December: - more on the 78 BGT - floor repairs progress.

Weather so wet that neither Bee nor Vee have been out at all this month.

November 5: A gloriously sunny Saturday so an ideal afternoon to let Bee stretch her legs for an hour despite having had frost overnight and only about 8C - top-down of course. First decent run since our return from September's 'retirement' run, what with steering rack issues and a lot of wet weather.

November 4: - Vee's brake graunch: Been so wet lately hardly been out in Vee, but I'm pretty sure I have had the graunch since the last time I cleaned everything in May, time to check things again

November 2: - more on the 78 BGT - OD gearbox switch and floor repairs.

November 1: - Bee's steering rack. Back to the MOT place and the second replacement is showing the same problem - both inner joints worn - as her original and the first replacement. At least this time they showed me how they are detecting it - fortunately not using the shaker plates but by grasping the wheel off the ramp at 3 o'clock and 9 o'clock and rocking it back and fore - definite clonking which goes if the steering arm is pulled towards the front of the car, and I reproduce the clonk at home for further investigation. Not the inner joints, or the column UJ, but pinion shimming.

October 2: - more on the 78 BGT - OD wiring and floor preparation.

October 1: - Bee's steering rack. 2nd replacement fitted, planning on going back to the MOT place for them to just test that and see what transpires. Investigating just how an MOT tester would detect worn inner joints I learned with horror that the station I use has 'shaker tables' to pull and push the steering and suspension about so only one person is needed. The chap who told me - an MOT station inspector - said that said he won't let his station use the shaker table on his Midget as it puts 50 years of wear on the car each time!

September: - more on the 78 BGT - door seals and door closing.

September 9th - The 'Retirement' Run which started out as The Brunel Run with the Bristol Area MG Owners Club.

Been aware of it for a long time, first time on the run as it usually clashed with something else we skipped this year. 'Retirement' in two senses of the word - we ducked out and came home about half-way round, and after 30 years and 97 club runs including the inaugural (and final) Arden Heritage and inaugural New Forest runs we have decided to give organised runs up anyway. With the run inevitably at weekends remote events (which we like as the Navigator gets a couple of days off domestic duties) mean travelling down on a Friday or Saturday and back Sat, Sun or Monday and traffic and congestion has got ridiculous. We originally travelled on A roads but they and towns got busier and busier and after a trip to Yorkshire taking seven hours we admitted defeat and started using motorways. Now travelling motorways are almost as bad, with the added risk of getting stuck for hours in a major incident.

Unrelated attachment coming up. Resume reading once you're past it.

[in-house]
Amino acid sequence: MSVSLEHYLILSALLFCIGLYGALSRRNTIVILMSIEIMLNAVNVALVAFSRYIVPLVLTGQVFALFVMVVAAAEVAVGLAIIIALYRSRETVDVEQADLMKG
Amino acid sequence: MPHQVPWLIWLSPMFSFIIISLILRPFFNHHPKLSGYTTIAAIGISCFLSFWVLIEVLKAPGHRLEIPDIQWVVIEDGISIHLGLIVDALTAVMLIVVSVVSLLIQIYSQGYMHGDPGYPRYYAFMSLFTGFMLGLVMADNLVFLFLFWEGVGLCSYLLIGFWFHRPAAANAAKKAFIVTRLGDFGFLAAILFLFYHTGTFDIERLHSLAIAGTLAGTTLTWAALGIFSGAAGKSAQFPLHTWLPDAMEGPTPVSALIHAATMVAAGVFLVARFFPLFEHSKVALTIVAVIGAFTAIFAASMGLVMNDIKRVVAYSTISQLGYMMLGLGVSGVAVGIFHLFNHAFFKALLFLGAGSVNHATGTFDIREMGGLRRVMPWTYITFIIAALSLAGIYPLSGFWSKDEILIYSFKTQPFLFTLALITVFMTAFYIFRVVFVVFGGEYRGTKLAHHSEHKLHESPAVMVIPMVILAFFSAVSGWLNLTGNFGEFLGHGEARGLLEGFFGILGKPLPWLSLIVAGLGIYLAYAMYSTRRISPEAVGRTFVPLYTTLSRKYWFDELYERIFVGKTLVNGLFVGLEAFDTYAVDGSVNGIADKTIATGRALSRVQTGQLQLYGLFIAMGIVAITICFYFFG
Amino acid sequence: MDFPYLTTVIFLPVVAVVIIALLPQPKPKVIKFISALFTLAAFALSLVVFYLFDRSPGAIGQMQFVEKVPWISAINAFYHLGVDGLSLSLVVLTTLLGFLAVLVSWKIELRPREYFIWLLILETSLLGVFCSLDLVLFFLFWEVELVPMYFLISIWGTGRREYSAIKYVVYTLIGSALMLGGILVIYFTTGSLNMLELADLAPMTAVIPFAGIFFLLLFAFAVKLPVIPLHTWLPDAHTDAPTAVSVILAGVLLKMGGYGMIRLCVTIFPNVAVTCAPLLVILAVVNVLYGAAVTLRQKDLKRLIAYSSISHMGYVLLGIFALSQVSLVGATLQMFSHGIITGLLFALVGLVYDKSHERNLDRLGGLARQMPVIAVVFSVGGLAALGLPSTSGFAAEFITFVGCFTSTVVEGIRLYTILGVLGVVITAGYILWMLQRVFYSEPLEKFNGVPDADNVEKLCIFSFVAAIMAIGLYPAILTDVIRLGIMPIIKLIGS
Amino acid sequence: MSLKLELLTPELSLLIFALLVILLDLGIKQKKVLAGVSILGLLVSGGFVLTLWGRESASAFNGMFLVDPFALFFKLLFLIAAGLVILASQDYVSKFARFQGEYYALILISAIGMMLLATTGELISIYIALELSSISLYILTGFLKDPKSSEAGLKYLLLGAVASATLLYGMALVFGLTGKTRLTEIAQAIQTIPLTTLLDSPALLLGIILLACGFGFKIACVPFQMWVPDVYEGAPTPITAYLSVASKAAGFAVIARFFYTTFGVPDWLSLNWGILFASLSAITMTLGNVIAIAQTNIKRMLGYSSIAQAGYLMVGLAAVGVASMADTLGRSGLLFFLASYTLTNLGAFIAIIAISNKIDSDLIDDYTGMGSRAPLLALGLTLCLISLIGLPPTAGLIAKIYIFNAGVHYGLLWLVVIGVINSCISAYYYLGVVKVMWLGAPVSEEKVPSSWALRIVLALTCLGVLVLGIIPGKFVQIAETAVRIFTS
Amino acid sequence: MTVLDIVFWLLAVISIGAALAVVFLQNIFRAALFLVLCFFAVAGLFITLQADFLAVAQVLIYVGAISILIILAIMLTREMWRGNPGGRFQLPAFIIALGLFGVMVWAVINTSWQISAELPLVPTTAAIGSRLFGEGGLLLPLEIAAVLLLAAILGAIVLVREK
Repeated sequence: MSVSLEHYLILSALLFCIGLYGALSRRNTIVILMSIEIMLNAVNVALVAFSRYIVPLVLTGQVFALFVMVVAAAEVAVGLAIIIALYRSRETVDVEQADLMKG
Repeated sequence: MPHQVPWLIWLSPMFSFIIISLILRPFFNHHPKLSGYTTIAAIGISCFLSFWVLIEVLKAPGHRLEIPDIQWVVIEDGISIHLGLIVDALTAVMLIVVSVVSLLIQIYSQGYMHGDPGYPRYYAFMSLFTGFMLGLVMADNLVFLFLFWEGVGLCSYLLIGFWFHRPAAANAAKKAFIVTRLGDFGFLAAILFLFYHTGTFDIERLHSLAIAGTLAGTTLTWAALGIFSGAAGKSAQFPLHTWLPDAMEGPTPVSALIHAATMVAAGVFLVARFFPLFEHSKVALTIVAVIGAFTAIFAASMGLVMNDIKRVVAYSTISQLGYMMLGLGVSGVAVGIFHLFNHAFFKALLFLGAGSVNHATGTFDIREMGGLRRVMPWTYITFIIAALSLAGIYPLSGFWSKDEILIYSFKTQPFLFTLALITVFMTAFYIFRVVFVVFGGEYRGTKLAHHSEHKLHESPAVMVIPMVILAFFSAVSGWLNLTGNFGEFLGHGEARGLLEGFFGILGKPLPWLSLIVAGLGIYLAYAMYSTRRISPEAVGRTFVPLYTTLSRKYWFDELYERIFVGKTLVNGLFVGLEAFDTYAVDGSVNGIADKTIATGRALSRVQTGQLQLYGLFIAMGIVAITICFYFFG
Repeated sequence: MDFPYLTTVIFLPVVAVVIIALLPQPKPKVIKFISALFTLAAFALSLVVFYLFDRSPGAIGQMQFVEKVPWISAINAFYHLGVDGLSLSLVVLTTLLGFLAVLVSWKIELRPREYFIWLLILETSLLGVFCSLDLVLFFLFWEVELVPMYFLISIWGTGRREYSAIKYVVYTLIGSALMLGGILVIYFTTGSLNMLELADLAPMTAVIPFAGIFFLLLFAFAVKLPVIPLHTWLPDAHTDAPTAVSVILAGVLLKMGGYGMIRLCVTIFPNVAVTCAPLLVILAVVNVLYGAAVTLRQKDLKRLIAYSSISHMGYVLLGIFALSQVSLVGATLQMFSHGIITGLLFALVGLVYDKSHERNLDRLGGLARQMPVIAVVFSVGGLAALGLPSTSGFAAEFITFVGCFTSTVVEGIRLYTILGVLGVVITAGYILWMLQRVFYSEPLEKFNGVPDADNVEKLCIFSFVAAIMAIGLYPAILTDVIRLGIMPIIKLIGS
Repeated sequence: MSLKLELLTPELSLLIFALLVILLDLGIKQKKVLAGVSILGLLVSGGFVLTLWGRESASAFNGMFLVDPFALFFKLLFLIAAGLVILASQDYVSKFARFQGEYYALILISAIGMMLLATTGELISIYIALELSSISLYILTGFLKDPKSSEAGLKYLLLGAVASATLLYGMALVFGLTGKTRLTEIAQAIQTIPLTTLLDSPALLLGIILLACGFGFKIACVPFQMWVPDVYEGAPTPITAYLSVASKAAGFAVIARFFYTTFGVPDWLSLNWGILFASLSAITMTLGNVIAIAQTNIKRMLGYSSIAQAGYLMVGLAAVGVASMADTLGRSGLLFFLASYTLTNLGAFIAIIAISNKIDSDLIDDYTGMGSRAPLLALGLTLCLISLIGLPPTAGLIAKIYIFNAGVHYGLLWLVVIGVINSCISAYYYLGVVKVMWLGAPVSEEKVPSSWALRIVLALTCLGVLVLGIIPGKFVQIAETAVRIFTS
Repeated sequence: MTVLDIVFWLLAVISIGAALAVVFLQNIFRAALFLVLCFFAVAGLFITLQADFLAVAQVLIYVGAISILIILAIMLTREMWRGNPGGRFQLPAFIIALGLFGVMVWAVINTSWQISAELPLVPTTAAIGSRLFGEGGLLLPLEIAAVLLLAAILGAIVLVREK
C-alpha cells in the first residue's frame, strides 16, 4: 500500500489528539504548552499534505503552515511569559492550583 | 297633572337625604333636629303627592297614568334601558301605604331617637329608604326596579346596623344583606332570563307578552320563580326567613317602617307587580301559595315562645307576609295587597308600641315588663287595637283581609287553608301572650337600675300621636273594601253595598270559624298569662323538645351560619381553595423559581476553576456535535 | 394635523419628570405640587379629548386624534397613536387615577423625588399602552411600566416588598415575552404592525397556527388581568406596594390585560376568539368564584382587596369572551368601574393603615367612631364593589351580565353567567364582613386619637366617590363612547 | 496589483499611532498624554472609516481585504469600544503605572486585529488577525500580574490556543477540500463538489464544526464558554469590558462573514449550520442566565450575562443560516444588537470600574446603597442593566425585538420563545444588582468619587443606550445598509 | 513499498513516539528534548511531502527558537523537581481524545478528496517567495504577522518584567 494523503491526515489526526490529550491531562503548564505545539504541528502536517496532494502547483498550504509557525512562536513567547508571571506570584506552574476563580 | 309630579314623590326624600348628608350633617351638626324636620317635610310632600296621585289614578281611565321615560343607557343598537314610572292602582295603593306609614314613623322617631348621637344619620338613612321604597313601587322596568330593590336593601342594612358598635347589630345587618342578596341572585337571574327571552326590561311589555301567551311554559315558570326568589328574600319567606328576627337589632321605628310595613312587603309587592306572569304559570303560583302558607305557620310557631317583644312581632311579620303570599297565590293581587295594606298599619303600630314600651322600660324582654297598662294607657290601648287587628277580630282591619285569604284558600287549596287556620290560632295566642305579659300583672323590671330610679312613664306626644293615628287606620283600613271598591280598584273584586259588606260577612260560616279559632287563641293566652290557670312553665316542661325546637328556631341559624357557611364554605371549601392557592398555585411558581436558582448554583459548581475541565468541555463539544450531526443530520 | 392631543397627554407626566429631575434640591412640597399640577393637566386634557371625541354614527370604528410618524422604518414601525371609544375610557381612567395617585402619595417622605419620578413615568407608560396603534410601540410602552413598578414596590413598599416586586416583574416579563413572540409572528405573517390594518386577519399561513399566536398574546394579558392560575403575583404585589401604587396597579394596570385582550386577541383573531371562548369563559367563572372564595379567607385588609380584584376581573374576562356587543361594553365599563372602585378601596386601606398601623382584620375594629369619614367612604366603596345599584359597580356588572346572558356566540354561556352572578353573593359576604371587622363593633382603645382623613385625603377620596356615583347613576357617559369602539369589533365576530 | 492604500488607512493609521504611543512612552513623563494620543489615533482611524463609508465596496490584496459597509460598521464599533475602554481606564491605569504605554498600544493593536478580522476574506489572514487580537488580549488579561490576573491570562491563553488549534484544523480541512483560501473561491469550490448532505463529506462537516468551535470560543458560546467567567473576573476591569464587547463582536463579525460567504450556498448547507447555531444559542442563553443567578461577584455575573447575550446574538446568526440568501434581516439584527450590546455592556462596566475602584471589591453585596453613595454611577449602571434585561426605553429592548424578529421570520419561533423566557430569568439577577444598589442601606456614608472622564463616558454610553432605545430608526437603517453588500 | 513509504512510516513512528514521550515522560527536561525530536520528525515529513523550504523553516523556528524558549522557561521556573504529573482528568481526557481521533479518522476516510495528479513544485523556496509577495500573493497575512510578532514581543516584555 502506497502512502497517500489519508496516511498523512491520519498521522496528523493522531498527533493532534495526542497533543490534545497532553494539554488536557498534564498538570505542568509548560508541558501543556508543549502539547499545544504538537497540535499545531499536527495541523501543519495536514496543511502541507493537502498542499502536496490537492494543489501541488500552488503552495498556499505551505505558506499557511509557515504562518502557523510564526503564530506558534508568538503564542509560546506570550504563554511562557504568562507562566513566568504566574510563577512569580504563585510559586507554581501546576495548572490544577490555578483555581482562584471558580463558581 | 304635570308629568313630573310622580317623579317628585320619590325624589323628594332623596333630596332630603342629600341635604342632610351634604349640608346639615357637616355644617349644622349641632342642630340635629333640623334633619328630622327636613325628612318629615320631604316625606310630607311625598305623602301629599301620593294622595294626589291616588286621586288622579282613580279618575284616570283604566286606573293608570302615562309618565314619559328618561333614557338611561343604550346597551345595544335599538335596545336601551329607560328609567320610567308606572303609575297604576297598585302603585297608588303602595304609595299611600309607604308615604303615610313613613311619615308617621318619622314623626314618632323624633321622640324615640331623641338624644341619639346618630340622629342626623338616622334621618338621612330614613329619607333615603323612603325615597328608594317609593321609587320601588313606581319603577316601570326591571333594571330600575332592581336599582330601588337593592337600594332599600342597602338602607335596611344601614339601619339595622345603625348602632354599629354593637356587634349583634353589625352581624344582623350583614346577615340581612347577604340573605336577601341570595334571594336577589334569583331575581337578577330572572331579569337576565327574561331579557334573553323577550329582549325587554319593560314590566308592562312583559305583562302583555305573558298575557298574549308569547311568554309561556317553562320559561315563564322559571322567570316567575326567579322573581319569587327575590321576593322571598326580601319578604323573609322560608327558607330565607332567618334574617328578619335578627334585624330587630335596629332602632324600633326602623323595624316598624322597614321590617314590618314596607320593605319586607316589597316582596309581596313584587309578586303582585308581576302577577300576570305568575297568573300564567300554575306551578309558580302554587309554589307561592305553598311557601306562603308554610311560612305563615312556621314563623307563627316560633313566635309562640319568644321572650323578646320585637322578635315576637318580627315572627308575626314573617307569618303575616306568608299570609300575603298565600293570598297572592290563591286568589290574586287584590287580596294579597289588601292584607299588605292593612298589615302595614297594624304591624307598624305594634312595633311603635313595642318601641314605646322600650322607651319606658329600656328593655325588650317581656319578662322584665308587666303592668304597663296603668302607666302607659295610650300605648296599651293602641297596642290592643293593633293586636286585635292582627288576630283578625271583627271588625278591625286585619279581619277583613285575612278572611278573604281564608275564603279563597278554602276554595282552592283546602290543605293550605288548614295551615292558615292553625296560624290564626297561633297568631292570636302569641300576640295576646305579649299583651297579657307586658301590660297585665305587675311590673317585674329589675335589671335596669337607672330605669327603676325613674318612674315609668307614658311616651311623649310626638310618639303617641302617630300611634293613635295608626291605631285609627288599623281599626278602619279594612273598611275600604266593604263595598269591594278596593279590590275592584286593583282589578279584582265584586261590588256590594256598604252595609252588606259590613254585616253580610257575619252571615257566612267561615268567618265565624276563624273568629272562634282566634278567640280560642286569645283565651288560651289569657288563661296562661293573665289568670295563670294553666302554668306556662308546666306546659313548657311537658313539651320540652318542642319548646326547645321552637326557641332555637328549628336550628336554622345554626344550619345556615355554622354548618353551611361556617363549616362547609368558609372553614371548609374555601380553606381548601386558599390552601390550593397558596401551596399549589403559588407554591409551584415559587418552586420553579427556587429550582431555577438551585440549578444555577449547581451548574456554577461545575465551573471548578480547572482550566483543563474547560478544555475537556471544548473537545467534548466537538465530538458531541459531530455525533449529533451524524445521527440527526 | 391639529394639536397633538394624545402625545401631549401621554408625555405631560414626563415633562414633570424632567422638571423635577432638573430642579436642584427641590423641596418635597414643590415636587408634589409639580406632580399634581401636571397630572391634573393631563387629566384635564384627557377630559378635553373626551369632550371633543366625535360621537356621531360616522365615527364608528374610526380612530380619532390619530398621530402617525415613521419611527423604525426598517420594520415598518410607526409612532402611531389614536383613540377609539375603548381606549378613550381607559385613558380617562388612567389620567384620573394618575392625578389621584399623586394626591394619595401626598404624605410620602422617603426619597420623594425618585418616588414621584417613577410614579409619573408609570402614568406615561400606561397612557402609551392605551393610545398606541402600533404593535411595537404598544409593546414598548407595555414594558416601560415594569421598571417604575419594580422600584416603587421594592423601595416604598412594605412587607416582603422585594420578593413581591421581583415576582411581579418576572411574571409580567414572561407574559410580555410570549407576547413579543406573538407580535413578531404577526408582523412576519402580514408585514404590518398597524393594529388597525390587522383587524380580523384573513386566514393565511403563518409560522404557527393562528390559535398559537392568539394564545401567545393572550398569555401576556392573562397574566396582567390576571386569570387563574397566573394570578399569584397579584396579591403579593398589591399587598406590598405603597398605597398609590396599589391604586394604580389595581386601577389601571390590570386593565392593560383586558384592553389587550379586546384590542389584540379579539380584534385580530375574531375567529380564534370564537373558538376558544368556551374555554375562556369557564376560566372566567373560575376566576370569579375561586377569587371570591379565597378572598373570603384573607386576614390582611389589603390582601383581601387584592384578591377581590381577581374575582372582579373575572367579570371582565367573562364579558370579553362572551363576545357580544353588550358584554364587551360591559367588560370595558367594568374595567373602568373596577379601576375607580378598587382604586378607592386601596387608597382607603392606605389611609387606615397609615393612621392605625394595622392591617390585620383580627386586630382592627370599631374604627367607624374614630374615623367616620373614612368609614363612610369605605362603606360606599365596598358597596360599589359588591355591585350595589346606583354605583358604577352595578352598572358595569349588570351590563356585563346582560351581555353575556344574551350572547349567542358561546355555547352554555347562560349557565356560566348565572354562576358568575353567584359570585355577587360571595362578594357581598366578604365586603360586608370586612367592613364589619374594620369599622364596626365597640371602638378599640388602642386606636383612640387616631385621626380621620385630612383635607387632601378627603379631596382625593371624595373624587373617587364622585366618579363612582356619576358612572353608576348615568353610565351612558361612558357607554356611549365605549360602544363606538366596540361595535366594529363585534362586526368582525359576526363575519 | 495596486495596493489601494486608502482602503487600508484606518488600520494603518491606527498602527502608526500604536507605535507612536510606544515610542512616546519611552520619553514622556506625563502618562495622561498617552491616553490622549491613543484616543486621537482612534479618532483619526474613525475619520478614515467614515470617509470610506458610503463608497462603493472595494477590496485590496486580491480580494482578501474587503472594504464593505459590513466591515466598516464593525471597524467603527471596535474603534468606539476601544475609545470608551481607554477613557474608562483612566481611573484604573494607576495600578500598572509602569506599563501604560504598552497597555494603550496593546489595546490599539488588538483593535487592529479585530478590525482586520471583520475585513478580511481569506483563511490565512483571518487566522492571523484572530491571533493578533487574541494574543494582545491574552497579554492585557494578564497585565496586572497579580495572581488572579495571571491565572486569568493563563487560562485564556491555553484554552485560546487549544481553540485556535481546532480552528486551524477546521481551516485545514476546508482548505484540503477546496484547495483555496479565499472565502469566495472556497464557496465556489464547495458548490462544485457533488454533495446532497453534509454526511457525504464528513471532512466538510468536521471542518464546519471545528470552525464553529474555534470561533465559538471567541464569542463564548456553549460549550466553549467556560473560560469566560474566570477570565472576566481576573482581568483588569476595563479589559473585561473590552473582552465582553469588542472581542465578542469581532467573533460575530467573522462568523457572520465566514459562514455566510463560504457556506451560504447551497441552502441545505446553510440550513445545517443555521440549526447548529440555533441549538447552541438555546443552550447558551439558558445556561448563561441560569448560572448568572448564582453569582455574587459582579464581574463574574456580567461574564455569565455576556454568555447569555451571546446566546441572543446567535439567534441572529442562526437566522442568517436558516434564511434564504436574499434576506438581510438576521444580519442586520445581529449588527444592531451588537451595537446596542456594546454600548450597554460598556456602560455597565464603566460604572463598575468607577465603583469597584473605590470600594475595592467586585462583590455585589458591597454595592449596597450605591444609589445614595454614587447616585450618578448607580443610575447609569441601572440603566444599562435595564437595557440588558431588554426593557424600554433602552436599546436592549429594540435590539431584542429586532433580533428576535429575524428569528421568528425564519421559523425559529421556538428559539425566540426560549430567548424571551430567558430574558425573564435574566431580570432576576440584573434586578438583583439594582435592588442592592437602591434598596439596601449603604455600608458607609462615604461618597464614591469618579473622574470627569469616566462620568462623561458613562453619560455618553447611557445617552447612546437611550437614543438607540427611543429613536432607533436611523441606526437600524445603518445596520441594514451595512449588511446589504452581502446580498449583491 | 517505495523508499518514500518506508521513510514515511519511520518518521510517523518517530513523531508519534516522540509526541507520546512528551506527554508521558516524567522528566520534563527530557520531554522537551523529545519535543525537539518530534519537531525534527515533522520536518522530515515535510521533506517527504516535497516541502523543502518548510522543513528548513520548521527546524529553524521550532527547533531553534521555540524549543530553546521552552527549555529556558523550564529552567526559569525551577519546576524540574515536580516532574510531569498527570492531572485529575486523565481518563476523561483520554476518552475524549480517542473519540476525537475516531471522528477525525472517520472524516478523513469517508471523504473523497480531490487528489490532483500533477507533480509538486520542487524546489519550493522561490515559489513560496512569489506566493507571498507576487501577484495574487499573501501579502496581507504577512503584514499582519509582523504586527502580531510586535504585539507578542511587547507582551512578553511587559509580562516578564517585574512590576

The Friday trip down the M5 was bad enough in near 30C temps with half an hour in stop-start traffic round Bristol and that was after transferring onto the A38 at Stroud until the M4 to avoid roadworks that would have added another 30 minutes. Even off the motorway I couldn't hear the sat-nav for some reason (it's happened before with Wayz on this phone, 'Here' on the other phone was deafening in all but the loudest traffic) so was having to spend much more time focussing on the screen that I would have liked. Compounded by taking us off the M5 at J21 instead of J22 as the hotel recommended (admittedly further) which meant about eight miles through single-track lanes and tiny villages which wasn't what you want after a long, hot and tiring journey. On the way back on the Saturday there were delays of 40 minutes travelling south round Bristol just from traffic so twice as bad as the Friday, fortunately travelling north was trouble-free.